Make the most of your fall portrait shoots
Take advantage of the changing seasons with these tips.
The days are getting shorter, the air a bit brisker, and in many parts of the United States the leaves are about to start changing. For portrait photographers, it’s an exciting time of year. It’s hard to take a bad picture in fall, especially during golden hour. But, you can go beyond the simple headshot with blurry trees in the background. Here are some tips to make the most of your time.Coordinate your subjects color palette to compliment the backdropYour subjects should be dressed for the lower temperature—a sleeveless dress seems a bit out of place among the changing leaves. Sweaters, coats and scarves look great for a shoot like this.When it comes to clothing color, suggest something neutral—think black, grey, navy or cream—or match elements of your subjects outfit to the autumn colors. A pop of red or orange can also go along way on a shoot like this. We love a bright red lip, a model’s orange hair or the inclusion of a colorful scarf.
Scout your location and check the weather
Once the leaves start changing they don’t stop, so it’s really important to scout your location the day before you are planning your shoot. An afternoon of bad weather can change an entire vibe of your shooting spot, especially if there’s a frost, which can make leaves fall off in a hurry. As beautiful as fall is, it can also be unpredictable, aim to shoot during periods of time that have been sunny—the leaves will be crisper and the ground will be dry. These are both things that will matter if you are planning to have your portrait subjects interact with the landscape.
The weather channel maintains this helpful map to help you determine the best times of year to capture the colors of the changing leaves. Utilize it before you begin planning for your shoot.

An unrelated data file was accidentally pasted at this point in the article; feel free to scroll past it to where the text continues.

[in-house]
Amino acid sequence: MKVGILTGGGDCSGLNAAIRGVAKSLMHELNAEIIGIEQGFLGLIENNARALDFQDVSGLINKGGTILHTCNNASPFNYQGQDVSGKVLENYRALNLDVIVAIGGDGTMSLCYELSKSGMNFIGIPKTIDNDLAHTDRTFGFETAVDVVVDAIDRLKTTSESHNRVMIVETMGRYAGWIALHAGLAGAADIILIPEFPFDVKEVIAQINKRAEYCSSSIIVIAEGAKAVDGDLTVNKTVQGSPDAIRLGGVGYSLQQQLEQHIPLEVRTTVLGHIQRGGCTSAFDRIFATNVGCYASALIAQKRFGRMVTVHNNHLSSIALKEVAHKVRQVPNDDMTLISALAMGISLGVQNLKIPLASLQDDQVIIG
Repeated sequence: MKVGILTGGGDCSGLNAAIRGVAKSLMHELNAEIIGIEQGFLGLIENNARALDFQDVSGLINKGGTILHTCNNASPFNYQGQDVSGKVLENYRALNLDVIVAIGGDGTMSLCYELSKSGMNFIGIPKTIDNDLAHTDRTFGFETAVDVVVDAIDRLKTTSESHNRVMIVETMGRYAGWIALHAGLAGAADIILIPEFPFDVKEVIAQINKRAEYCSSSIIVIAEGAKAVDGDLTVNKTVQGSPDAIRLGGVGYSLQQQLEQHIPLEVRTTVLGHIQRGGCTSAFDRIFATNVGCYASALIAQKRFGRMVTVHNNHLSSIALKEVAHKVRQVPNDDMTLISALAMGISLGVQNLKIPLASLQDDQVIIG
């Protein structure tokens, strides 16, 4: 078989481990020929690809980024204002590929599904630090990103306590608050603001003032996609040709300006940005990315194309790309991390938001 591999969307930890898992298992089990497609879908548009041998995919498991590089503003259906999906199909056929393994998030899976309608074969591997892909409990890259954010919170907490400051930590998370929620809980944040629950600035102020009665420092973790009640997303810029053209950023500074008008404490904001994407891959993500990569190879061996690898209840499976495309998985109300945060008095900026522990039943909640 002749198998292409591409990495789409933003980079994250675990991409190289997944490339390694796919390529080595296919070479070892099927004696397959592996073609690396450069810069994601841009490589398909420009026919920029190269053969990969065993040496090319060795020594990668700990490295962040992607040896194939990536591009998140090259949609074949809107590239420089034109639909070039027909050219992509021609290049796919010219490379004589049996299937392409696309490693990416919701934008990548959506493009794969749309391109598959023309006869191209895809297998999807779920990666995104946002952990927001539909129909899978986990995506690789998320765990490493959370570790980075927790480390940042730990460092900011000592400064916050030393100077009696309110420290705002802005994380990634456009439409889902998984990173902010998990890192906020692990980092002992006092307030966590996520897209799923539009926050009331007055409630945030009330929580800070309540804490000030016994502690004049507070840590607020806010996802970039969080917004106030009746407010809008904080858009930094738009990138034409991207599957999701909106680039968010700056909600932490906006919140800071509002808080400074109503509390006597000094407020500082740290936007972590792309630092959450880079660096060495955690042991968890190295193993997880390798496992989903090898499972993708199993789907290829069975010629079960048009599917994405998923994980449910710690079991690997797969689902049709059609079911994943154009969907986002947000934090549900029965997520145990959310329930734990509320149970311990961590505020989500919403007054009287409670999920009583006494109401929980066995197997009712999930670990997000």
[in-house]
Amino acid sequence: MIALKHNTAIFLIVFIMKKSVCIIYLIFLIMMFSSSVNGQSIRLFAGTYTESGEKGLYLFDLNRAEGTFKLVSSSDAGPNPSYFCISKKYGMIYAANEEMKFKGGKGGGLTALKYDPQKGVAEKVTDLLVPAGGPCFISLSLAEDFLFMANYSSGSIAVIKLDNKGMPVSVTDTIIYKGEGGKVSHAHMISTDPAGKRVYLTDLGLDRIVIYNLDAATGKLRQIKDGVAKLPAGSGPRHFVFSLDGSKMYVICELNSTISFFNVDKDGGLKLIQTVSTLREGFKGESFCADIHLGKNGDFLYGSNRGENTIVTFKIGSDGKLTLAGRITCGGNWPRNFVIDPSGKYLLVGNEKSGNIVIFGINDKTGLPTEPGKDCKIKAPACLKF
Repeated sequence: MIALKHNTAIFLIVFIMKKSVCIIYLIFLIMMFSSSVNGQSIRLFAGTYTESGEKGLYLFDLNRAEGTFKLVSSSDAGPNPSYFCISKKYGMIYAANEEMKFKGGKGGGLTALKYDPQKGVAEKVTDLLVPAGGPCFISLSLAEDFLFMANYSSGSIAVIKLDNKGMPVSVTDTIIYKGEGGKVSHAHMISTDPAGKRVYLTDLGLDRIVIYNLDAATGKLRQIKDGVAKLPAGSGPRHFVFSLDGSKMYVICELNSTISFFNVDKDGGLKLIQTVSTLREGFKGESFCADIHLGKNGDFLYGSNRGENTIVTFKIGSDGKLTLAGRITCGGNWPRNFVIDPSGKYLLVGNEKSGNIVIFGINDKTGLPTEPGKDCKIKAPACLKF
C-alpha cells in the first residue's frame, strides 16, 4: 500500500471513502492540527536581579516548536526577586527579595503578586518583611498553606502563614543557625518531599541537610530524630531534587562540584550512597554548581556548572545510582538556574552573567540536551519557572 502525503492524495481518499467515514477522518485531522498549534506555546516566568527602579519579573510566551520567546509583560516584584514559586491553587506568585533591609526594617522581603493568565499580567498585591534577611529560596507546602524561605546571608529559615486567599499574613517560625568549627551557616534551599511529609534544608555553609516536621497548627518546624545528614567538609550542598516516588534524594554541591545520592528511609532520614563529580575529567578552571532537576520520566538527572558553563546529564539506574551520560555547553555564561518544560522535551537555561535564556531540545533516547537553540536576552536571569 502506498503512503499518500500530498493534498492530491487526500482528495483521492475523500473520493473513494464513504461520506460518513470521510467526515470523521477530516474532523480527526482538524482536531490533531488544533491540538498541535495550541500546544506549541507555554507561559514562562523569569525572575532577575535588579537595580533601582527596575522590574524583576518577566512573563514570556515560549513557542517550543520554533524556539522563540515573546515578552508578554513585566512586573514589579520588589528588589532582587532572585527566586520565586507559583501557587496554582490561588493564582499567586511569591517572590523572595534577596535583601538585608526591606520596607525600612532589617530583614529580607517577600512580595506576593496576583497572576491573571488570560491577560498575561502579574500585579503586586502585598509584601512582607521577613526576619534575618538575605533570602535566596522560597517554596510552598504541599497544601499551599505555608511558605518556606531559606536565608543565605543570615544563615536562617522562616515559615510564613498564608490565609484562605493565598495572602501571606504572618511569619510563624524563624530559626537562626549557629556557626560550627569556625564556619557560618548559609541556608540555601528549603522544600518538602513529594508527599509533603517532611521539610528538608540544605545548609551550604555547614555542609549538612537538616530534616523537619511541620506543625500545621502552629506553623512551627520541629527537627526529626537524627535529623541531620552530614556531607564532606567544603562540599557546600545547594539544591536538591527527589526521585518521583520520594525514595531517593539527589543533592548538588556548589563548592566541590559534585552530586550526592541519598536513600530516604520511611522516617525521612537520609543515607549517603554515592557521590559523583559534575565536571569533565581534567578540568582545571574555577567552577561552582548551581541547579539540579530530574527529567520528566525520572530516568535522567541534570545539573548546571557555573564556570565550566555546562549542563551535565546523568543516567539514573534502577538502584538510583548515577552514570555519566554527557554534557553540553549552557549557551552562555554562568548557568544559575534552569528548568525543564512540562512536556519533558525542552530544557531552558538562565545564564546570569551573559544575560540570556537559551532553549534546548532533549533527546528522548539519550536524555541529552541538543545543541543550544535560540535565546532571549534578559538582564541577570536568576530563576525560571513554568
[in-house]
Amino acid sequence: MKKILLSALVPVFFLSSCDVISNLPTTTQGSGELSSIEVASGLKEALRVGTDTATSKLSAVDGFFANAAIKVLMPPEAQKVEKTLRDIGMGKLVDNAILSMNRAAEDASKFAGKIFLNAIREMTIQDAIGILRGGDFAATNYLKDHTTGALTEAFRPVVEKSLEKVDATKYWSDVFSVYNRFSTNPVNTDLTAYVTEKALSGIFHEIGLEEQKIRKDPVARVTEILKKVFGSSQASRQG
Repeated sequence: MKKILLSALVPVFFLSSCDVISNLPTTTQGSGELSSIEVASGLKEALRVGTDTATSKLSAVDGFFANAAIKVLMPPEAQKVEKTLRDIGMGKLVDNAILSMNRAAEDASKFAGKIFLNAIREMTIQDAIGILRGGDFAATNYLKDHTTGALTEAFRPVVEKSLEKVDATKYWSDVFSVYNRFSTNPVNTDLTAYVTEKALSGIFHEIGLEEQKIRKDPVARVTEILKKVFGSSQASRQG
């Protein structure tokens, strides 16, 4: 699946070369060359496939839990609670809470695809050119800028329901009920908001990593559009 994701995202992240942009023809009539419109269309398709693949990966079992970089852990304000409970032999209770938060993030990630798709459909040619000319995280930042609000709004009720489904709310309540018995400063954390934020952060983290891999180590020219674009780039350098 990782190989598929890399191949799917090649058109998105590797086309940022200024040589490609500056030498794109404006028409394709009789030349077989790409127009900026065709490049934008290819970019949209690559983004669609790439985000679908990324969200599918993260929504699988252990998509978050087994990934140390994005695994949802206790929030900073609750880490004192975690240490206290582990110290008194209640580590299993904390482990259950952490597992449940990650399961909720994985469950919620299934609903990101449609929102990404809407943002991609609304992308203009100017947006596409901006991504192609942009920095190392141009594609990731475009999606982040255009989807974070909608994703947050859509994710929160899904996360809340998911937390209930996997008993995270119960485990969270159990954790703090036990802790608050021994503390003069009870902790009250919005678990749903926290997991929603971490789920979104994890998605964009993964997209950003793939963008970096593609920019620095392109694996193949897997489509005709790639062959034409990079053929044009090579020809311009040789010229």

Shoot during golden hour
It’s always smart to try to plan your outdoor shoots to happen during golden hour, but in fall, the time of day right before the sun sets throws some extra magic into the images. Download an app like Magic Hour to help you keep track of when it starts, when the sun will be setting and when it will officially be ending to plan your locations and set ups accordingly. Photo Pills is also great, because it tracks the direction of the sun, as well as its position in the sky.
Play with depth of field
Shooting wide open to blur out the foliage might seem like the obvious move during a fall portrait shoot, but don’t be afraid to stop down between F/5.6 – F/8 to capture some of the details of those trees. Experiment with a tilt shift lens to add some additional dimension to the images. You can also try placing your subject with foliage in the background and foreground for a dramatic effect.
Backlight and embrace lens flare
Backlighting your subjects with the sun during a shoot will give you a dreamy look and have a nice effect on the backdrop. Different lenses will react uniquely to the sun in terms of flare, so feel free to experiment. In some cases you might want to use their bodies to block the sun, but other times it might fit the mood to let a ray of sunshine cut into your frame.
This is especially important if you are shooting a group of portraits that will tell a story. Maybe its a child running their hands through the leaves, a dog’s tail swishing around in them or the feet of a bride and groom on their wedding day. Something that seems small and insignificant can actually have a big impact in a photograph. Find a few that you can focus on during your shoot.
Have some fun
Asking your subjects to lay in a pile of leaves, throw them into the air or somehow integrate them into the shot may seem like a tired cliche, but if you are working with families, children or animals, asking them to do something that seems silly can often result in moments of pure joy—which look great on camera. There’s a reason that children enjoy jumping into piles of freshly raked leaves, and just because it seems obvious, doesn’t mean that it can’t make for a good shot.